The local committee established to raise funds for the Democratic National Convention is in a jam with the IRS.

The Philadelphia 2016 Host Committee filed a public charity application last year, but it has been put on hold pending some "technical questions," Anna Adams-Sarthou, DNC host committee spokeswoman, said Monday. She declined to elaborate.

The New York Post first reported the problem Monday.

The committee's pending status could be an issue for donors who gave big checks to the committee last year and are now filing their taxes. Individual donations to a public charity, classified as a 501(c)3, qualify for tax deductions.

The host committee is trying to raise $85 million for the convention, scheduled for July 25 to 28 at the Wells Fargo Center. Officials have been keeping a tight lid on how much has been raised, only saying that they are meeting their goals.

Adams-Sarthou said that less than 2 percent of donors in 2015 were individuals. The majority of donations are from corporations, which can claim deductions through the host committee's nonprofit business league status, classified as 501(c)6.

"Most of our donors have no concerns whatsoever about our (c)3 status," Adams-Sarthou said. "We fully expect to receive this status well in advance of the convention."

Marcus Owens, a Washington tax lawyer who ran the IRS's tax-exempt organizations division for a decade, said donors could claim the deduction this year and "be ready to defend it" if it comes up in an audit, assuming that by then the DNC will get its charity status. The tax status is usually retroactive to the application date, Owens said.

Philadelphia applied for its charity status in May 2015.

Ed Rendell, the former governor and mayor who is chairman of the host committee, said that after not hearing back from the IRS, the committee inquired. "The IRS gave us some feedback," he said.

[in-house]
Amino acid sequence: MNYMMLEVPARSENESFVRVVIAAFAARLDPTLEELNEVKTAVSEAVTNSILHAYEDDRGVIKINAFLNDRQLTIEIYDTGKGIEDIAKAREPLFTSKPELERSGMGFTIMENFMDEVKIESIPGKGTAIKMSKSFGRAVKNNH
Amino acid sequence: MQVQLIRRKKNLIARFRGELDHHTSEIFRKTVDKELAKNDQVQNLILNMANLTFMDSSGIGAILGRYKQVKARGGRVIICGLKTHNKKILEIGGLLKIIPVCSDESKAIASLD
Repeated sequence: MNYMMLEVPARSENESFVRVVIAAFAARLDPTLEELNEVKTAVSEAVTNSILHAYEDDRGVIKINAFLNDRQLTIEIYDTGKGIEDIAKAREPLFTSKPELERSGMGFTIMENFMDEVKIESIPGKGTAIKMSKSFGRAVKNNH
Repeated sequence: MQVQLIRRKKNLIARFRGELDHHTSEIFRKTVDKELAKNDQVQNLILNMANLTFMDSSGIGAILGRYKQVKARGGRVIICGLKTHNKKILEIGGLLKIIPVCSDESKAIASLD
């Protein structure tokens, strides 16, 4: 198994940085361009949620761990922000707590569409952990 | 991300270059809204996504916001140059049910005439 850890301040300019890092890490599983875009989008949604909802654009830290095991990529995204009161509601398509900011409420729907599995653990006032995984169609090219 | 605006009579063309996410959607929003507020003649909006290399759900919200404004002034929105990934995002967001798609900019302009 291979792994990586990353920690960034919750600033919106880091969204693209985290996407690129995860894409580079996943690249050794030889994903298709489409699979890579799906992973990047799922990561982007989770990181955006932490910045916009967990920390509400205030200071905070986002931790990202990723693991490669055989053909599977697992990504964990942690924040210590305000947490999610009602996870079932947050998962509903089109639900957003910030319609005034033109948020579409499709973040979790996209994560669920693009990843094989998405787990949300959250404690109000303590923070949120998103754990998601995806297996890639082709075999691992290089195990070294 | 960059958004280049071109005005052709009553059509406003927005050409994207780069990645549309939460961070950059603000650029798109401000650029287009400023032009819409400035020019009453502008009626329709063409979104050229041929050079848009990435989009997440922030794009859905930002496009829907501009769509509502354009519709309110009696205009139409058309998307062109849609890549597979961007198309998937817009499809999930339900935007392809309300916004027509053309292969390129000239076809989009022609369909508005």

He would only describe the feedback as "some technical problems" on the application. An IRS spokeswoman said she could not speak specifically about any application.

Owens, who used to work for the IRS, said the delay could be because the application did not explain clearly how the money would be spent.

"The IRS is looking to see if beneficiaries will be the general public," Owens said.

Rendell said he had only had one donor ask about the delay.

"Drew Katz, who is a good friend of mine, gave $50,000. ... Once I explained it to him, he understood," Rendell said. "He's fine."

Katz, who runs Cherry Hill-based Interstate Outdoor Advertising, did not return a call for comment.

The Cleveland 2016 Host Committee, which is raising funds for the Republican National Convention to be held in Cleveland from July 18 to 21, received its 501(c)3 status in August 2014.

Philadelphia is banking that if Cleveland got it, the committee here will also get charity status.

"We are in the process of addressing and resolving," Adams-Sarthou said. "As the Cleveland Host Committee for the Republican Convention performs identical functions, and received its (c)3 status, we do not anticipate that there will ultimately be any issue in receiving the same determination from the IRS."